Hell, why not? We have Scare Films about drugs, atomic attacks, highway safety, and sex hygiene, so why not some good old-fashioned Protestant propaganda about the Big G Himself.
As becomes quickly obvious, Christian teens are living, breathing, walking loaves of Wonder Bread. All are so gosh-darned polite and drink a lot of milk, at least so sayeth the following three Family Films presentations offered here. It’s sort of like Leave It to Beaver meets Jesus Christ. So do as these Christian Youths do and get yourself saved!
Appropriately, this volume begins with a real religious rarity: A Preview of Teenage Crusade is a 12 minute trailer promoting the whole series of Family Films’ Christian Youth shorts -- "to help you have a dynamic Teenage Crusade in your church" -- in which the Rev. Donald R. Lantz hosts clips from Teenagers’ Parents, Teenage Code, Teenage Loyalty, Teenage Testament, Called to Serve, and, yes, Teenage Crusade. It’s the perfect tool against Teenage Devil Worshippers in your community!
Then, in Teenage Conflict (1960), close-cropped, basement-dwelling electronics buff (and marbles champion) Joe starts wondering how the theories of God can co-exist with those of his beloved science: "Things in the Bible don’t make sense anymore, not when you look at ’em scientifically!" Choosing science over the Lord, Joe attempts to sway his folks to his side by inviting a prominent scientist over for supper which worries Mom and Dad HAYDEN RORKE (Dr. Bellows on I Dream of Jeannie!): "How can a man with a mind like that be so blind to the very Creator Himself?" But -- oops! The plan backfires and God wins!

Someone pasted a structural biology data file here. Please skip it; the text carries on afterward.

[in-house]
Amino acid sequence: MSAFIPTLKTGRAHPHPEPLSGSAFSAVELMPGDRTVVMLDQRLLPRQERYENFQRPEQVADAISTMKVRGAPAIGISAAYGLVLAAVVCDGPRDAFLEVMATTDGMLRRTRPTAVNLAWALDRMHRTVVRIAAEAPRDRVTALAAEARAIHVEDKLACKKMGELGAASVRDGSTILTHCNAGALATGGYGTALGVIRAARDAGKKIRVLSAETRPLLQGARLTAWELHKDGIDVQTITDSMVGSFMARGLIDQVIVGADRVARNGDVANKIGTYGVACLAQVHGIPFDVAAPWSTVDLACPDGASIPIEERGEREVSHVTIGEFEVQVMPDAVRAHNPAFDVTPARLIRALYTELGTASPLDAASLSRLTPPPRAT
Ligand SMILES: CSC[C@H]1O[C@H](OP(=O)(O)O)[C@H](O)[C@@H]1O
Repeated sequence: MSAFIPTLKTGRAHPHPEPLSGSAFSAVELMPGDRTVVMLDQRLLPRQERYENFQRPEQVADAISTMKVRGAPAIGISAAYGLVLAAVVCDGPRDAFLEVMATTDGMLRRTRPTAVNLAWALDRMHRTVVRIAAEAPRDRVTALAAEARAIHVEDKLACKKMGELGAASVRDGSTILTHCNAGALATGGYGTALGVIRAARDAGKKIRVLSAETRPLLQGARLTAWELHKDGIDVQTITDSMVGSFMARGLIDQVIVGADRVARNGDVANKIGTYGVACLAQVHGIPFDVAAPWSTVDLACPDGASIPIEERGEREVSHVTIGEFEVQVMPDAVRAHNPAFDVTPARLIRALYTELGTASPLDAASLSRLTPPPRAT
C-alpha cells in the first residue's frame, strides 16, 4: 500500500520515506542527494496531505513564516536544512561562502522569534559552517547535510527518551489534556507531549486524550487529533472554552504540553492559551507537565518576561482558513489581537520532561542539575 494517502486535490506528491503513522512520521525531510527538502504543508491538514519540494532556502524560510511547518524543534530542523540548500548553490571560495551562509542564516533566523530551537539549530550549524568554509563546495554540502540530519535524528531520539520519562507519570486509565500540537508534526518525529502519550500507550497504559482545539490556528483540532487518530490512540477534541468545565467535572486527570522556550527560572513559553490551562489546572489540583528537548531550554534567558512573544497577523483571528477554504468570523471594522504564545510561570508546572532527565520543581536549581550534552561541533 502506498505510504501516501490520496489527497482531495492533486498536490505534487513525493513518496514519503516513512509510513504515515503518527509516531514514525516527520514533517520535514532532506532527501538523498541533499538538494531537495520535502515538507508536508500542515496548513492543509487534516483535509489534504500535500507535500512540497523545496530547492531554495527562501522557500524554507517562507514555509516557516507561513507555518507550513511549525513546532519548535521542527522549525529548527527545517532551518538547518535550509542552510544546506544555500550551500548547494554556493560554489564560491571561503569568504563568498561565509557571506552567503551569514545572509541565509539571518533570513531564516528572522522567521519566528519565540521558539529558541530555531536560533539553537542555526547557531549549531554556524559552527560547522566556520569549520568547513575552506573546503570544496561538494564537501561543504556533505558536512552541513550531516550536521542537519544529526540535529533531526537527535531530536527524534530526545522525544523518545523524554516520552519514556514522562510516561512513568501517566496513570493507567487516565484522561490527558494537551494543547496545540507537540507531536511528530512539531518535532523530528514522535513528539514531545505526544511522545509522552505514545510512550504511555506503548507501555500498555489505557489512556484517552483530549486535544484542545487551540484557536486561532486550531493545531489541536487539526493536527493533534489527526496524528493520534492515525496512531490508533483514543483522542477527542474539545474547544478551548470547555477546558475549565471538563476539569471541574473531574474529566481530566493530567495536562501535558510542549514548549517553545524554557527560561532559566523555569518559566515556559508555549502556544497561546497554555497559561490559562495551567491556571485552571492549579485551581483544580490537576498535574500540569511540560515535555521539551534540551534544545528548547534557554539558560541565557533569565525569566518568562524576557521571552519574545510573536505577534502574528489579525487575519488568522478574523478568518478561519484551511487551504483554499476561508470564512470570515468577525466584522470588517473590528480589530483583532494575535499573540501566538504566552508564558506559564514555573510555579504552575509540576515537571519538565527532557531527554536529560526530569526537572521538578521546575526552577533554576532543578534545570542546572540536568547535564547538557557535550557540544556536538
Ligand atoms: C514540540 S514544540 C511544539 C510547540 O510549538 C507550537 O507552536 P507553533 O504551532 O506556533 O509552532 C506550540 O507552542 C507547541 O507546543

Teenage Witness (1959) finds close-cropped locksmith buff Terry asked by tough heathen classmate Rod (Lost in Space’s MARC GODDARD) to teach him the key-making trade for obvious, less-than-holy purposes. But Terry (who’s nicknamed "Holy Joe") appeals to Rod’s good side by buying him a Bible and getting Rod to attend a Christian Youth group. Yup, God wins again! "I finally got hep to a lot of things I should’a known," says the future Irwin Allen T